Day in the life of a fund manager in Las Vegas

Thu Jan 12, 2012 2:20pm EST
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By Noel Randewich

Las Vegas (Reuters) - Hampton Adams has been one of CES' most loyal devotees for 15 years. But unlike a good chunk of the 140,000-plus who descend on the world's largest technology showcase every January, the portfolio manager is less keen on fiddling with cutting-edge technology than picking winners.

Adams, and thousands of his peers with real money burning holes in their pockets, dives gamely into the throngs of jostling gadget geeks and harried executives at the annual Consumer Electronics Show year after year. There, he kicks the tires on new gizmos; plies executives with tough questions; annoys a string of marketing reps; and tries to smash glass screens -- all in the name of seeing first-hand which technologies seem a good long-term bet

There's just no substitute for good old-fashioned touch and feel, argues the fund manager and head of research at Pasadena-based boutique firm Gamble Jones Investment Counsel, which manages over $1 billion.

"You ask people what they're showing, why they're excited about it, and about their competitors," he said as he embarked on the first of three days of touring the cavernous showfloor. "You build a mosaic, getting bits and pieces of information wherever you can that will help you in the investment process. You try to put all those pieces together.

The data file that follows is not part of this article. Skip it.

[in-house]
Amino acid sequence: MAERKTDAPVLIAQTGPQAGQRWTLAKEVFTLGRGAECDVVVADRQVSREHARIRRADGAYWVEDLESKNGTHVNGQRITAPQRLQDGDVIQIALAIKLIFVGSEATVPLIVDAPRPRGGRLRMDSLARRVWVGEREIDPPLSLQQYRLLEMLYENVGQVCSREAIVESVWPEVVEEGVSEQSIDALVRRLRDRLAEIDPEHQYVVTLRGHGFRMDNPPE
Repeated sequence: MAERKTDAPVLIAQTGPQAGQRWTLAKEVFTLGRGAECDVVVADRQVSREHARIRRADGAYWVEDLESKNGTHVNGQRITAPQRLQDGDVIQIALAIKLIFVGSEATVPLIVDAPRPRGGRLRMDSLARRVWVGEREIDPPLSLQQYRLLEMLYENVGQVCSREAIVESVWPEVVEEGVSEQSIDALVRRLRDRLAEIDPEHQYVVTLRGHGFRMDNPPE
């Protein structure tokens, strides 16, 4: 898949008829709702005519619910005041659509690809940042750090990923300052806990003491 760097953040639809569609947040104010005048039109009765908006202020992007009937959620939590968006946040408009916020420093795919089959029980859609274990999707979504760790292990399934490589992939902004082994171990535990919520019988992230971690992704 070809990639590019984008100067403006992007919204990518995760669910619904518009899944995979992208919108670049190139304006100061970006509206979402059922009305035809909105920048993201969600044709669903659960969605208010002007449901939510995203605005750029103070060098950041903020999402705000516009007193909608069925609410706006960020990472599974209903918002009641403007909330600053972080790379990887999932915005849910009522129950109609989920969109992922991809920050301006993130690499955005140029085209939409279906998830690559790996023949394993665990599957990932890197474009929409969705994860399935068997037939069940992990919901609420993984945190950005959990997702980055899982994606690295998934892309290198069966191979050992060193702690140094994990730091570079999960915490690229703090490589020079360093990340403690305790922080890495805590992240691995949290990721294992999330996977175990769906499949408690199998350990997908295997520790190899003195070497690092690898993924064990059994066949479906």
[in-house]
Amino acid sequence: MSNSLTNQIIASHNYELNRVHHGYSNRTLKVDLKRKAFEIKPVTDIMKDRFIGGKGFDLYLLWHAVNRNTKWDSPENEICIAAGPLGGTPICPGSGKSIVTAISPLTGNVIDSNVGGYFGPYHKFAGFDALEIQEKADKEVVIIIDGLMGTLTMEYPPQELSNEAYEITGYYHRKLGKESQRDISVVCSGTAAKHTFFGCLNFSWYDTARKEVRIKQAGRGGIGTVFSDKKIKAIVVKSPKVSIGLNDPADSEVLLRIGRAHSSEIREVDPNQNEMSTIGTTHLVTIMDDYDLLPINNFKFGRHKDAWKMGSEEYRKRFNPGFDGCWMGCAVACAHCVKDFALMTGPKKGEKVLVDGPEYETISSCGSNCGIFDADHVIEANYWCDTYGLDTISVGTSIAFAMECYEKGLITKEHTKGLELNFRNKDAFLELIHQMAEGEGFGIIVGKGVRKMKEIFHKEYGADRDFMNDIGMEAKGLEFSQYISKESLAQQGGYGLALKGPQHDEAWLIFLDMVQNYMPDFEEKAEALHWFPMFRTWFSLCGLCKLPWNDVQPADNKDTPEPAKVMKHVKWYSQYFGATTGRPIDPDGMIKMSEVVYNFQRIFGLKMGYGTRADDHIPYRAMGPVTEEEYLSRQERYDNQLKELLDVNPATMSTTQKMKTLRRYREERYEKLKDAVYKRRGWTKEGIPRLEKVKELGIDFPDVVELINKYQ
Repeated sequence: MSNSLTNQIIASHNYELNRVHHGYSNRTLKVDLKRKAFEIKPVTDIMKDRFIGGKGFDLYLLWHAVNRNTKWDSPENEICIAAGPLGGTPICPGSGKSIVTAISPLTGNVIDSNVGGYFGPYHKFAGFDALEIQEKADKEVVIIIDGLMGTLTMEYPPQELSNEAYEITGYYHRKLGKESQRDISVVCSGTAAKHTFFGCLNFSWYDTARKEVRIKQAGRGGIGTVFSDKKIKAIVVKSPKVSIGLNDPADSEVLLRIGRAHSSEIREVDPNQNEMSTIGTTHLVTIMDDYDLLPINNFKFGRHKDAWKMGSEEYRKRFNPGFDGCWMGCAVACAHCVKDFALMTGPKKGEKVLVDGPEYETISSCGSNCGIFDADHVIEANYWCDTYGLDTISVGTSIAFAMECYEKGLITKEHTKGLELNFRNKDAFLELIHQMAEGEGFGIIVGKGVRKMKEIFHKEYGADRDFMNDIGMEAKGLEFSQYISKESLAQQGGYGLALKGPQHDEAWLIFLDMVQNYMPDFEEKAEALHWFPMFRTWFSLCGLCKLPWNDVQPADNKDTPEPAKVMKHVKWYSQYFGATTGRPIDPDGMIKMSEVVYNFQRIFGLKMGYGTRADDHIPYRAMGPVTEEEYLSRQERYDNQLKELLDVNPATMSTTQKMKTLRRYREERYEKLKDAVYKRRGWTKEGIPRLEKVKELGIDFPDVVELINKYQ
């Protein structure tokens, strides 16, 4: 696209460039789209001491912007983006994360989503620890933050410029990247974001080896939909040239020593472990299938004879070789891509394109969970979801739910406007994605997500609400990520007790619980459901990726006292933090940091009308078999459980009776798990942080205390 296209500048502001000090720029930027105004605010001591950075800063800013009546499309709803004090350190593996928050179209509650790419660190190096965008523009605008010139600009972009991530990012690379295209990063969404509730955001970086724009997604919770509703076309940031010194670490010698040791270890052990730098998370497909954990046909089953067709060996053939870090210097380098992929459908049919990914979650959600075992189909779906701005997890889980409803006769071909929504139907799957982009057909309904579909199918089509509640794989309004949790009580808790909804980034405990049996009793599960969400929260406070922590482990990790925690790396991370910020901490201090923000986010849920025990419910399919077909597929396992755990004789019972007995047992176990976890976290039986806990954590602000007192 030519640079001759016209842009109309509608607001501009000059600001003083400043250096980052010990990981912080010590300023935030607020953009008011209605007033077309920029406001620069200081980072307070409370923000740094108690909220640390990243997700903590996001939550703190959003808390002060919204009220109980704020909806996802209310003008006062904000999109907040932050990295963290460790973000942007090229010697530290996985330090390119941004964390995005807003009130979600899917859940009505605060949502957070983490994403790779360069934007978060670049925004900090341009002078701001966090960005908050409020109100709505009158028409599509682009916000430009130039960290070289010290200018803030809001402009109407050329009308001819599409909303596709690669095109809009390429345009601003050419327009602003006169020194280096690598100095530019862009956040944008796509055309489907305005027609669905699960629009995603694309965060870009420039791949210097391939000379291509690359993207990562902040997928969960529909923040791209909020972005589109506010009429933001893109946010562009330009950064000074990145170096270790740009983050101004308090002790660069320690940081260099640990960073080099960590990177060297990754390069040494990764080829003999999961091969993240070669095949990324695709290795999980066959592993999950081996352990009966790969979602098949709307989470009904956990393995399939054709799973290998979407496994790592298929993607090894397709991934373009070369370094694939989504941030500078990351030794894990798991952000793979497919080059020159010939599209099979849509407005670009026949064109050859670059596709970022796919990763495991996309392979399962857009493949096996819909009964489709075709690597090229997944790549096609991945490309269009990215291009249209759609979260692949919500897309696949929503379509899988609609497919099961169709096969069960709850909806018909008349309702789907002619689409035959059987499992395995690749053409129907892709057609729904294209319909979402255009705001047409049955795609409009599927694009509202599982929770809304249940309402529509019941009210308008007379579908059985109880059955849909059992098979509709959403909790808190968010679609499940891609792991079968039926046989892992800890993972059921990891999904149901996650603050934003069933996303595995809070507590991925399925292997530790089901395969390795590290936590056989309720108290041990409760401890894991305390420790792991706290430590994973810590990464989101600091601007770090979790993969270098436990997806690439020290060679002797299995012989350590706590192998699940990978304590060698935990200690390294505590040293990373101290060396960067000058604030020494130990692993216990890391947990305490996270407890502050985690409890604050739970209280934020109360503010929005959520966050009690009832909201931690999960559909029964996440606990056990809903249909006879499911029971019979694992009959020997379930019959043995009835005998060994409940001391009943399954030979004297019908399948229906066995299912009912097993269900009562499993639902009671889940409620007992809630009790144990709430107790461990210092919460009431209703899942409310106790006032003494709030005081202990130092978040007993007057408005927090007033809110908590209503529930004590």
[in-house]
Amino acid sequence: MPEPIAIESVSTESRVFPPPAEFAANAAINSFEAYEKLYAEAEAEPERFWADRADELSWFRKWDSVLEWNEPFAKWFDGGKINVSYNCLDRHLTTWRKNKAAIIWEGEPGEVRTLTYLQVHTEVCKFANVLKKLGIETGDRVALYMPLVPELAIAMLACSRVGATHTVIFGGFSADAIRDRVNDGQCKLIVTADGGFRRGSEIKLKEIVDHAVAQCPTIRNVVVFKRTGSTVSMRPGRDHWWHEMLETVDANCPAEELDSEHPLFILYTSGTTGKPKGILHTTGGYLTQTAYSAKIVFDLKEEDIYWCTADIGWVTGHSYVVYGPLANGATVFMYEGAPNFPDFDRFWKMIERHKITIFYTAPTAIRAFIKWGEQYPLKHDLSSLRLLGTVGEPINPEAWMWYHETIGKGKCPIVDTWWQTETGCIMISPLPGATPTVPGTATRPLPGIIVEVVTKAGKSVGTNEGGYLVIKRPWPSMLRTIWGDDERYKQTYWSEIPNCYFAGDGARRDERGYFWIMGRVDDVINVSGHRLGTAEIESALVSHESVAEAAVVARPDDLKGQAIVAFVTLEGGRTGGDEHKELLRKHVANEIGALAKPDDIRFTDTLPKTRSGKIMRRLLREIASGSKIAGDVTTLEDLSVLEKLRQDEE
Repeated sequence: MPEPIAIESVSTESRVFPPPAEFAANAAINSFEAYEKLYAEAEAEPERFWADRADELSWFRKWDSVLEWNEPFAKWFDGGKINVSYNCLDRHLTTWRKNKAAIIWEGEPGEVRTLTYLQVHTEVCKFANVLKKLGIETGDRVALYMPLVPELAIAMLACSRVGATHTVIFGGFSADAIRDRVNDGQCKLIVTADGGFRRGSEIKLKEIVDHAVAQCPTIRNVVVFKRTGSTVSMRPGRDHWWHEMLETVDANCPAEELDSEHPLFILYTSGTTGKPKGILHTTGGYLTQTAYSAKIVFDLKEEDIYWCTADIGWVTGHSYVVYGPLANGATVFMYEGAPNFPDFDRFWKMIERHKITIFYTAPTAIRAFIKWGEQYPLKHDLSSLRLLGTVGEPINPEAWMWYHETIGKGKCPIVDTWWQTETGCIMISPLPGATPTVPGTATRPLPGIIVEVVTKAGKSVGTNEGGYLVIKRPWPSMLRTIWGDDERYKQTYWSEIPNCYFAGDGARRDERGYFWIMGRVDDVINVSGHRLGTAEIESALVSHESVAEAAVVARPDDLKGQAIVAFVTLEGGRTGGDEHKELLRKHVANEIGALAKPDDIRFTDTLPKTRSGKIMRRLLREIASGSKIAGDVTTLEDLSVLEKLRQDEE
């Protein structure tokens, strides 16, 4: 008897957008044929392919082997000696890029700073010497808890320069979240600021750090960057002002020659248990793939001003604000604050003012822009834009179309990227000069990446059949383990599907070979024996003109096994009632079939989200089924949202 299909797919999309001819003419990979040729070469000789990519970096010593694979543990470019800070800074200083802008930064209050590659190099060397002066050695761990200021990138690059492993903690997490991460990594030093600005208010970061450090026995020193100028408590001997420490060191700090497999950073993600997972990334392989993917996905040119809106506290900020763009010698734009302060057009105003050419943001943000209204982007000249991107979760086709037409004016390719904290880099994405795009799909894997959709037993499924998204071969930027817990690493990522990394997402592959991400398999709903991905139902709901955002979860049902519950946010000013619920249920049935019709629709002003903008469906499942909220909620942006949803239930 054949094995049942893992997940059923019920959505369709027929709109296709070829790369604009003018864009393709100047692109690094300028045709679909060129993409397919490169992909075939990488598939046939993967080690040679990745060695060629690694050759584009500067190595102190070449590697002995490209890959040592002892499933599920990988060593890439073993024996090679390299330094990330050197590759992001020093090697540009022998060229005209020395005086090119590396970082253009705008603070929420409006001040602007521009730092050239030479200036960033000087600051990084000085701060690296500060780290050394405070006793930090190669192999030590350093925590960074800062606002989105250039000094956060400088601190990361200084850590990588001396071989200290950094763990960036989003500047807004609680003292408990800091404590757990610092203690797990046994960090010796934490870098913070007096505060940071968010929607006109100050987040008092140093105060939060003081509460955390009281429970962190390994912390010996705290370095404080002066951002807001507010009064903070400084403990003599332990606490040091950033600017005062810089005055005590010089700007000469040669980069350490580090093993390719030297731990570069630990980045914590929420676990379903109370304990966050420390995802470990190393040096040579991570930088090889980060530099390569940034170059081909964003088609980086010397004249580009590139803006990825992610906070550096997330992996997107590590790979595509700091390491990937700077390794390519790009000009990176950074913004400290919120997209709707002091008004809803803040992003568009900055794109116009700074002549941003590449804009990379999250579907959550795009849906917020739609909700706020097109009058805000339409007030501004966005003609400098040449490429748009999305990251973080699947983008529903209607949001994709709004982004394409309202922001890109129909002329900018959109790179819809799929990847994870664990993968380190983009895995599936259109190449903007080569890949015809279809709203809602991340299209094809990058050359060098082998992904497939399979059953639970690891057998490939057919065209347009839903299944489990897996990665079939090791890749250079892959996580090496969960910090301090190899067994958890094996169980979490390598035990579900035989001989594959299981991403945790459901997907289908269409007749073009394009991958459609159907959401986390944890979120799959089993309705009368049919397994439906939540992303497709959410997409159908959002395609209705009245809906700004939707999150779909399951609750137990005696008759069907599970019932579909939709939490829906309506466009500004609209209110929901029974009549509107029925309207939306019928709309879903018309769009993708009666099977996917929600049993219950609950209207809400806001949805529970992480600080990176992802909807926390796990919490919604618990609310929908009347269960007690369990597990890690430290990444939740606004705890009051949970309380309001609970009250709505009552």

"That's what we've been trying to do."

The Consumer Electronics Show is in danger of shedding some of its allure. In addition to Apple's (AAPL.O: Quote) infamous absence, Microsoft Corp (MSFT.O: Quote) is making this show its last.

Wall Street itself has long viewed CES primarily as an outsized dream factory, meeting and brainstorming venue. But others, like Adams, see a gigantic shop window for the singularly patient and longer-term minded.

CES spans venues all across the U.S. gambling capital, with a total surface area equivalent to over 30 football fields crammed with technophiles, industry insiders and booth babes. But navigating that morass of gadgets and humanity can be rewarding -- even for getting a read on companies that aren't represented.   Continued...